Harmonized System (HS) Classification (Tariff Classification)


The Harmonized System is a globally recognized classification system and is mainly used by countries that are not members of the Wassenaar Arrangement. This system is often used by many developing nations without their own classification regulations in place. About 120 countries worldwide use this HS classification. 


HS classification is a standardized numerical system that breaks down all trade goods into categories, assigning each type of product a six-digit code. All goods must have a properly classified HS code before being exported.


The World Customs Organization (WCO) updates the Harmonized System every five years to account for changes in the marketplace, such as introducing new products that may not fit into its preexisting classifications. The most recent update of the HS System from the WCO went into effect on January 1, 2022.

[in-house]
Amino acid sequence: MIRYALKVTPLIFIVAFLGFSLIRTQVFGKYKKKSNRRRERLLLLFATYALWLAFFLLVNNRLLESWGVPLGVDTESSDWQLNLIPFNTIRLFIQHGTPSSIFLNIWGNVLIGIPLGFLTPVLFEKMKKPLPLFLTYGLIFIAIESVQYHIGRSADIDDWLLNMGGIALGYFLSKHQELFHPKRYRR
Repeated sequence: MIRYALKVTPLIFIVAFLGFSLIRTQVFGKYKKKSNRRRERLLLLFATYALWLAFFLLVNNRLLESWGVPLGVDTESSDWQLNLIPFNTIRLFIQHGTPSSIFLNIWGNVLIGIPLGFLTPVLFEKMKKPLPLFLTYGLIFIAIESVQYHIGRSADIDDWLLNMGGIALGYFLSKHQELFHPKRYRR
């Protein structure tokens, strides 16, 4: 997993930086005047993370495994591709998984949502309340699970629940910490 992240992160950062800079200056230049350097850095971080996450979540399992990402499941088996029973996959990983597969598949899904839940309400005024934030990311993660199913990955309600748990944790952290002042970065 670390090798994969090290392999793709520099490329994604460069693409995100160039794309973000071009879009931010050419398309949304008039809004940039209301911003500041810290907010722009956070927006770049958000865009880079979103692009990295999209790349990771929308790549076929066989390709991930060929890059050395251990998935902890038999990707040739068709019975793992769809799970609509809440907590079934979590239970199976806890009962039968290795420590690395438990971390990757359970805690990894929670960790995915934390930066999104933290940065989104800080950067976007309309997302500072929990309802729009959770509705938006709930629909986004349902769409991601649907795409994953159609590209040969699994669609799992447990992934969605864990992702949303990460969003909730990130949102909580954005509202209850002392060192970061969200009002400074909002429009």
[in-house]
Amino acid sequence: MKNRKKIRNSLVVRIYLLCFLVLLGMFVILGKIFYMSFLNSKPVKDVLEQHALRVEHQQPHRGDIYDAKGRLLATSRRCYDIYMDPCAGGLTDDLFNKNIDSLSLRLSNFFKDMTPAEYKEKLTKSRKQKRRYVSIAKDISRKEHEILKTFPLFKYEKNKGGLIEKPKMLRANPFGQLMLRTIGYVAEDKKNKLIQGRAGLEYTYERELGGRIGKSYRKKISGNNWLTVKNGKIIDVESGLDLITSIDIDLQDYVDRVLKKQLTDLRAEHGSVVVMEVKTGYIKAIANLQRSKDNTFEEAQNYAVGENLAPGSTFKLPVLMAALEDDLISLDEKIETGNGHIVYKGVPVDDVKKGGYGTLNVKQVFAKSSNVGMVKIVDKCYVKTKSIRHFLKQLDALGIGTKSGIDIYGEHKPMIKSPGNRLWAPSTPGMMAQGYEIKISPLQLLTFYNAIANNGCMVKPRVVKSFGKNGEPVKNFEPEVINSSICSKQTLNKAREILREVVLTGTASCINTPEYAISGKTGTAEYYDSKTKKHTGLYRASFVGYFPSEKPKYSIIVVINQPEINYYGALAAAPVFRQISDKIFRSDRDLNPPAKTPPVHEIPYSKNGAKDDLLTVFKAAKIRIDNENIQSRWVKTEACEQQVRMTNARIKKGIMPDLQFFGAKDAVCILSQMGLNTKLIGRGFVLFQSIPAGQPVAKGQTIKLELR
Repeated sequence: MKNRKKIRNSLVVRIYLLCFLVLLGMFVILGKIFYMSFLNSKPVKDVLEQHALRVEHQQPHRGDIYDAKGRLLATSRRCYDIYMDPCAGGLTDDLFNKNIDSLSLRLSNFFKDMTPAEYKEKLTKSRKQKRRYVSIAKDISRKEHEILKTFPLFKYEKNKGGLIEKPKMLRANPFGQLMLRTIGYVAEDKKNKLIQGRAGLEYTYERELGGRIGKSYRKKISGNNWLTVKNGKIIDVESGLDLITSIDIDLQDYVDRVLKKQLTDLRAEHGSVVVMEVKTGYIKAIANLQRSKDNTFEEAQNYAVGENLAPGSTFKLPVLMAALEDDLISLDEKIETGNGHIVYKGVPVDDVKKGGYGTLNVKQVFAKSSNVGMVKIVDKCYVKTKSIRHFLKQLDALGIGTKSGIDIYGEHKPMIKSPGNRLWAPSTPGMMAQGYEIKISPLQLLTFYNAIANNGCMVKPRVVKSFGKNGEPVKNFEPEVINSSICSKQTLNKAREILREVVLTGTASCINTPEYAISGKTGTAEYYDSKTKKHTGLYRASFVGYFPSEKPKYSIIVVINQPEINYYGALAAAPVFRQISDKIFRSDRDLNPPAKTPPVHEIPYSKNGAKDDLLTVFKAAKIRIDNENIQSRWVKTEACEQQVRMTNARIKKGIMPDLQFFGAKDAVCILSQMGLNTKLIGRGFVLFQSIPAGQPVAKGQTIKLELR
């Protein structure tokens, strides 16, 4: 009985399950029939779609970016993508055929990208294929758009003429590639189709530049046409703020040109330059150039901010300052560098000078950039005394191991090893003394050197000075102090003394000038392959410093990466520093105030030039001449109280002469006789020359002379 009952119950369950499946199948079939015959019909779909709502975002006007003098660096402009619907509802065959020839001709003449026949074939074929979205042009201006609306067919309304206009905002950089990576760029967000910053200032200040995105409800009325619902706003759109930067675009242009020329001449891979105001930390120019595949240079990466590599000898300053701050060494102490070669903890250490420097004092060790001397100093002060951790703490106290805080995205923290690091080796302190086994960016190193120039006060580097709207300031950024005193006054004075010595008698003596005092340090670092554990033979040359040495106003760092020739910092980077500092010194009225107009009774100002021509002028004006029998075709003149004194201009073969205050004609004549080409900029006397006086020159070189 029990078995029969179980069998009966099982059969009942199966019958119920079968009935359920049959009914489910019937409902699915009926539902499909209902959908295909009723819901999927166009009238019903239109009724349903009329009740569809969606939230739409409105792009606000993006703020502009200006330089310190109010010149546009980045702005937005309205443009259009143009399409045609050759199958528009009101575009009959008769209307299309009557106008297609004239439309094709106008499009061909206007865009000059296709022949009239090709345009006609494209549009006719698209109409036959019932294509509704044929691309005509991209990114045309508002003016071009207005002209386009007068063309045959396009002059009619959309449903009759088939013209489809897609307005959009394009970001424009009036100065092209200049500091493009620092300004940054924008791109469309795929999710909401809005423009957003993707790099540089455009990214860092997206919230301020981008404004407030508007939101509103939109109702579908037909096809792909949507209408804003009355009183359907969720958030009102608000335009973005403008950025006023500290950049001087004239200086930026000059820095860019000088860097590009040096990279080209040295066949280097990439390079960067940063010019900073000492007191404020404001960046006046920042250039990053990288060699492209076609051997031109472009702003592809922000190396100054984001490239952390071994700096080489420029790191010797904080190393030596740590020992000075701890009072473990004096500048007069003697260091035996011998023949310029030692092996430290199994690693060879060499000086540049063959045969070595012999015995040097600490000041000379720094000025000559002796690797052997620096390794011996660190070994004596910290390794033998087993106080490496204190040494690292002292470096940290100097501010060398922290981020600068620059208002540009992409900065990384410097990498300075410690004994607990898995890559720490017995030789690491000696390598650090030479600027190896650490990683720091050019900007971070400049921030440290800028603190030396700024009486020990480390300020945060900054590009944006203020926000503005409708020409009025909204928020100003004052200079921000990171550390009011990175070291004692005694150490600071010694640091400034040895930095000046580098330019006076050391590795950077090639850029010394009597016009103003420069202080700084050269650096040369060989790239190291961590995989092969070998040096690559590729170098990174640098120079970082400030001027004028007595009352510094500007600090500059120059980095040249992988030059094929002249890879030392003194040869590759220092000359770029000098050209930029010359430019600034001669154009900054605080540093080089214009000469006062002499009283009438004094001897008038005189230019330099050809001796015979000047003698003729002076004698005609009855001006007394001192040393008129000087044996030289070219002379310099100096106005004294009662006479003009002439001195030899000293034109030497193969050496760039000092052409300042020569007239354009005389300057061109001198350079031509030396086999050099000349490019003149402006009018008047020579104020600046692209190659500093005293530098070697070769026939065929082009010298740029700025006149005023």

The HS system is divided into 21 sections with 97 chapters. For example, Section II provides codes for vegetable products and contains chapters 06 through 14, which break down the codes for each type of vegetable product. Chapter 09 provides codes for coffee, tea, maté, and spices. A company exporting roasted, caffeinated coffee would use the code 0901.21.  What do the numbers in this six-digit code represent? Let’s zoom in on the structure of an HS code. 


What do the HS Code Numbers Mean?


The first two numbers signify the chapter classification. In the case of the coffee mentioned above, chapter nine. The next two digits point to the heading number within that chapter. The final two digits of the HS code point to the specific subheading, further specifying the nature of the product.